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Spouses Who Are In Business Together
Personally, if I had to be in business with my husband, it would not go well. However, many couples build viable, strong businesses together and I say, good for them! Depending on how you have your business entity structured, it will make a big difference on the tax treatment of you and your spouse working as partners. Because a business jointly owned and operated by a married couple is generally treated as a partnership for Federal tax purposes, the spouses must comply with filing and record keeping requirements imposed on partnerships and their partners. The election to file two Schedule C (Form 1040) forms, (one for each spouse) permits certain married co-owners to avoid filing partnership returns, provided that each spouse separately reports a share of all the businesses' items of income, gain, loss, deduction, and credit. Under the election, both spouses will be subject to self-employment tax and on net earnings from self-employment and receive credit for Social Security earnings.
One Spouse Employs Another
If you have a dynamic where your spouse is an employee of your business, then your spouse's wages are subject to income tax withholding, Social Security and Medicare taxes. If you are self-employed (not a corporation or a partnership), your spouse's pay does not have to be included in your federal unemployment tax account (FUTA) contributions and payments. However, if your business is a corporation or a partnership you must include that spouse's pay in your unemployment tax contribution calculation.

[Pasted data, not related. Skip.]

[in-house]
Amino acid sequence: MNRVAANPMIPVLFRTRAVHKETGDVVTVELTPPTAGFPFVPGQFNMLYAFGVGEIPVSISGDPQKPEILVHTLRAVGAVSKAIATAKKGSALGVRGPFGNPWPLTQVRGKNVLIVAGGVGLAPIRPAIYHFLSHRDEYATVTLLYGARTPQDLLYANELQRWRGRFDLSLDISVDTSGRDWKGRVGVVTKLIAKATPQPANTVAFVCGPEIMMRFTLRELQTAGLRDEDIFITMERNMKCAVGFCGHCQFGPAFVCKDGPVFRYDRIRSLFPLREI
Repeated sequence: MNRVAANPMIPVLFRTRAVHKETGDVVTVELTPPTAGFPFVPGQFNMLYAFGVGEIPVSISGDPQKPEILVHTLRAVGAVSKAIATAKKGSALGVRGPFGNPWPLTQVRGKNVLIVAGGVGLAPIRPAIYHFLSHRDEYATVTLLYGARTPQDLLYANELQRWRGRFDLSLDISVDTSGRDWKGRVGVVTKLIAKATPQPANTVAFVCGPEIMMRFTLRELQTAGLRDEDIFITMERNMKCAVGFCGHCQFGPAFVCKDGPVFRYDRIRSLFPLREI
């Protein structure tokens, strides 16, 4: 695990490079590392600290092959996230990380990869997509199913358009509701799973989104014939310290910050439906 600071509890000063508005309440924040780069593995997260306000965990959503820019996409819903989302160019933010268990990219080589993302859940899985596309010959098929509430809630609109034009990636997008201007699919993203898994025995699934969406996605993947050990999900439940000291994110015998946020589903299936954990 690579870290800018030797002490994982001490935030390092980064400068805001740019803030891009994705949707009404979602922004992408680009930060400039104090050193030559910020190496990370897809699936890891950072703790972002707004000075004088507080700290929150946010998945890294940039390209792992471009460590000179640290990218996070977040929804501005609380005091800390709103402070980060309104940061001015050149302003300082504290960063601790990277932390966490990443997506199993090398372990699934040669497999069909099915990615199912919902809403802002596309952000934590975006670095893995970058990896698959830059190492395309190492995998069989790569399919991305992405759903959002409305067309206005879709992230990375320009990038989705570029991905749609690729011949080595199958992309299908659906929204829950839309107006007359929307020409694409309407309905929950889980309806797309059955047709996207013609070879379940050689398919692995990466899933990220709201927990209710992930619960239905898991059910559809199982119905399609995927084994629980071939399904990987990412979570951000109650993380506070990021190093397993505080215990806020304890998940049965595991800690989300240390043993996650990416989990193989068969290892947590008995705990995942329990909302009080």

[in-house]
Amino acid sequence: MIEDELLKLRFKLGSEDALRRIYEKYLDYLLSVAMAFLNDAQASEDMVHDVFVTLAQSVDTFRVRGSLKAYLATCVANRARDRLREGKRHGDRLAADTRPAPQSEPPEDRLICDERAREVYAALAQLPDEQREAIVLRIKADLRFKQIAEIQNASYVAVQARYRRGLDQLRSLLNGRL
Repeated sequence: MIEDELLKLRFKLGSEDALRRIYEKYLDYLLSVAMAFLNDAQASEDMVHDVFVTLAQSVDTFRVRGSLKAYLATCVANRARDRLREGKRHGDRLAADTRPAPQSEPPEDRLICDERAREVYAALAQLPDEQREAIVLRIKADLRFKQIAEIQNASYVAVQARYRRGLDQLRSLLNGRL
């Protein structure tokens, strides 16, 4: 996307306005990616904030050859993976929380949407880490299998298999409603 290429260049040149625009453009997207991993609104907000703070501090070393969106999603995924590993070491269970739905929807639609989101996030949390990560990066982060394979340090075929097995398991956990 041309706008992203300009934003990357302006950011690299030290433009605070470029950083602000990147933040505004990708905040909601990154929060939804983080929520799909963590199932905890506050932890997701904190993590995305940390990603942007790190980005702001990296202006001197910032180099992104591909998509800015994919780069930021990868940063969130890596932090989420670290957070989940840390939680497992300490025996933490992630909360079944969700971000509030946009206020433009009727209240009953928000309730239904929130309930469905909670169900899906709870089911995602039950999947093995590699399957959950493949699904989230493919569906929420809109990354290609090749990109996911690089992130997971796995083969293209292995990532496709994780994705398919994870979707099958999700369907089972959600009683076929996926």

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You Employ Your Child
First, let's be clear. I work in my family business, but I am an adult, so I am treated just like a normal employee. However, if you, for example, run a family restaurant and want to hire your children under 18 to work for you, there are some tax benefits. But first, you should check with your state for rules on how many hours minors can work (in non-agricultural jobs) and reference the Fair Labor Standards Act for information on limitations on the kinds of work children can perform.
"This is an often overlooked or under-utilized strategy. Paying your children for true services they provide in your business can be a powerful tax-saving tool," says Cathi Reed, Block Advisors Regional Director. "If you are a sole-proprietorship or single member LLC, and the child is less than 18 years of age, the business is not required to withhold FICA or payroll taxes. The child can use his or her standard deduction against income you pay."
You Hire Your Parent
Oh dear. If you are brave enough to do this, know that you will need to pay Social Security and Medicare taxes on your parent's wages and make the appropriate withholdings, but you don't have to pay unemployment taxes. Now all you have to do is convince your parent that you are the boss. Have fun with that!
Is Hiring Family Members Worth It For The Tax Benefits?
"There are some positive tax advantages to hiring family members. It's important to treat a family member like any other employee. Hiring your children can result in substantial savings for businesses. Make sure your child has real, age-appropriate work to do and a reasonable pay rate, comparable to other employees. Consult with a Block Advisors small business certified tax pro to ensure that you are complying with all requirements," advises Reed. "Block Advisors, a team within H&R Block, is dedicated to meeting the tax, bookkeeping and payroll needs of small business owners year-round. To start working with the tax experts at Block Advisors, visit blockadvisors.com."
In my opinion, you should not hire a family member solely because of the tax benefits. You should always hire based on whether that person is right for the job and keep in mind how this hire could materially impact your relationship with that person and others in your family. Finally, as I mentioned, make sure you have a tax professional on your team when making these determinations. As you can see, things can get a little tricky!
*All details were sourced from IRS.gov and blockadvisors.com